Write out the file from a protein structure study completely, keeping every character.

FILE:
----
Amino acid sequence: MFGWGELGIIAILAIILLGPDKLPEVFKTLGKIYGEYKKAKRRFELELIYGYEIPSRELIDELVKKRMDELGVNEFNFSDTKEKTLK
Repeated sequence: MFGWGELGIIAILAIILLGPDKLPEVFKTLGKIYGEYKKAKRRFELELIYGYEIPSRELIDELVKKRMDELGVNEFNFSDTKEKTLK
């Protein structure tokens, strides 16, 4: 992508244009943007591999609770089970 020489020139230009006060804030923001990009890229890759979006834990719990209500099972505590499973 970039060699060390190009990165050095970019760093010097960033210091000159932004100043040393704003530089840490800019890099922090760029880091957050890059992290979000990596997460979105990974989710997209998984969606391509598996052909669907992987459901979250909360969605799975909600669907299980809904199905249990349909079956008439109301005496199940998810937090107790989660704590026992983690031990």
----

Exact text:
Amino acid sequence: MFGWGELGIIAILAIILLGPDKLPEVFKTLGKIYGEYKKAKRRFELELIYGYEIPSRELIDELVKKRMDELGVNEFNFSDTKEKTLK
Repeated sequence: MFGWGELGIIAILAIILLGPDKLPEVFKTLGKIYGEYKKAKRRFELELIYGYEIPSRELIDELVKKRMDELGVNEFNFSDTKEKTLK
């Protein structure tokens, strides 16, 4: 992508244009943007591999609770089970 020489020139230009006060804030923001990009890229890759979006834990719990209500099972505590499973 970039060699060390190009990165050095970019760093010097960033210091000159932004100043040393704003530089840490800019890099922090760029880091957050890059992290979000990596997460979105990974989710997209998984969606391509598996052909669907992987459901979250909360969605799975909600669907299980809904199905249990349909079956008439109301005496199940998810937090107790989660704590026992983690031990």